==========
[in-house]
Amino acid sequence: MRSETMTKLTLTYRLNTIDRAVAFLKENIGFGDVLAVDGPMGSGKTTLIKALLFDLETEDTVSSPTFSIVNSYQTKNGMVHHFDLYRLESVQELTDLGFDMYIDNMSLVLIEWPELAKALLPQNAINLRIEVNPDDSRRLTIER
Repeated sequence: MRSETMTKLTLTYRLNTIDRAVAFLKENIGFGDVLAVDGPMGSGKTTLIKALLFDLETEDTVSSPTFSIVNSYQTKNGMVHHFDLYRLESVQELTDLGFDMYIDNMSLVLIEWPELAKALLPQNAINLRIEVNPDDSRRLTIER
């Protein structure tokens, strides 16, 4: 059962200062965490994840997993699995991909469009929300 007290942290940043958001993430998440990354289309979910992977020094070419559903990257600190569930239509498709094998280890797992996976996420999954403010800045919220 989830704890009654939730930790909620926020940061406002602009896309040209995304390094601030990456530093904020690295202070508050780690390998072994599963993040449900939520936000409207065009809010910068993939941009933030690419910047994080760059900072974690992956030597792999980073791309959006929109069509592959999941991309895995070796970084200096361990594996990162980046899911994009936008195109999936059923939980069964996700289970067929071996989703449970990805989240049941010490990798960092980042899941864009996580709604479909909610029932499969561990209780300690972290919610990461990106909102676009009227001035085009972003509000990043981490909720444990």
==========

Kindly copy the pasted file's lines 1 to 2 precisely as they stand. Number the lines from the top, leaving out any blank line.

[in-house]
Amino acid sequence: MRSETMTKLTLTYRLNTIDRAVAFLKENIGFGDVLAVDGPMGSGKTTLIKALLFDLETEDTVSSPTFSIVNSYQTKNGMVHHFDLYRLESVQELTDLGFDMYIDNMSLVLIEWPELAKALLPQNAINLRIEVNPDDSRRLTIER